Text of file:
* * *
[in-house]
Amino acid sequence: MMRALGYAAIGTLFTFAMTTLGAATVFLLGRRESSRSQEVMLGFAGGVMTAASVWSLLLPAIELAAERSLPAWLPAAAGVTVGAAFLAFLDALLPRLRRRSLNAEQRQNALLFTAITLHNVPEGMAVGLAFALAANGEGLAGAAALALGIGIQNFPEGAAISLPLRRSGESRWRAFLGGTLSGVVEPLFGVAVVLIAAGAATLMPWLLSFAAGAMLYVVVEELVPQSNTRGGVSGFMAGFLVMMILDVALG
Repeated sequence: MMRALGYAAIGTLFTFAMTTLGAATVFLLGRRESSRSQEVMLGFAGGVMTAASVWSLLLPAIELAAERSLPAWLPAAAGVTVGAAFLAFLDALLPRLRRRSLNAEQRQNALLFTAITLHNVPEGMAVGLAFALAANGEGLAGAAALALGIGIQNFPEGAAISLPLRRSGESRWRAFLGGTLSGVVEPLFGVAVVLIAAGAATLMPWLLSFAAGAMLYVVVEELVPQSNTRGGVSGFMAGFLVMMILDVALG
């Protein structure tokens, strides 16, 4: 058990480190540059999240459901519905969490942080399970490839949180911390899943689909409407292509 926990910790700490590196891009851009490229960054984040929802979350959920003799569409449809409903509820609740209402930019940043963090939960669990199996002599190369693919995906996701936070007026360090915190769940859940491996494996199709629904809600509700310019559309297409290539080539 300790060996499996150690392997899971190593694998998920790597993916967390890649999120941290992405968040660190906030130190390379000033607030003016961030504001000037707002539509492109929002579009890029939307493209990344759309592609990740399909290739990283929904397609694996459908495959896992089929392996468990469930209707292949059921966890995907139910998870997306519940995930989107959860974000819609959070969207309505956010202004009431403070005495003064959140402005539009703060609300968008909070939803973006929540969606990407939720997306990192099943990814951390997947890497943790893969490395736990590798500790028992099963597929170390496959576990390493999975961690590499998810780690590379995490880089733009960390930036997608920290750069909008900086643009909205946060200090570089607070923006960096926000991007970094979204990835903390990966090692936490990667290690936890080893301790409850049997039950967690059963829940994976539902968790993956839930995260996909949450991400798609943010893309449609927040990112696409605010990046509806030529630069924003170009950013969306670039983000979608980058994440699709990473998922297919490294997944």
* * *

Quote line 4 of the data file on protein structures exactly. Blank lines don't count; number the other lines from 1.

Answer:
């Protein structure tokens, strides 16, 4: 058990480190540059999240459901519905969490942080399970490839949180911390899943689909409407292509 926990910790700490590196891009851009490229960054984040929802979350959920003799569409449809409903509820609740209402930019940043963090939960669990199996002599190369693919995906996701936070007026360090915190769940859940491996494996199709629904809600509700310019559309297409290539080539 300790060996499996150690392997899971190593694998998920790597993916967390890649999120941290992405968040660190906030130190390379000033607030003016961030504001000037707002539509492109929002579009890029939307493209990344759309592609990740399909290739990283929904397609694996459908495959896992089929392996468990469930209707292949059921966890995907139910998870997306519940995930989107959860974000819609959070969207309505956010202004009431403070005495003064959140402005539009703060609300968008909070939803973006929540969606990407939720997306990192099943990814951390997947890497943790893969490395736990590798500790028992099963597929170390496959576990390493999975961690590499998810780690590379995490880089733009960390930036997608920290750069909008900086643009909205946060200090570089607070923006960096926000991007970094979204990835903390990966090692936490990667290690936890080893301790409850049997039950967690059963829940994976539902968790993956839930995260996909949450991400798609943010893309449609927040990112696409605010990046509806030529630069924003170009950013969306670039983000979608980058994440699709990473998922297919490294997944």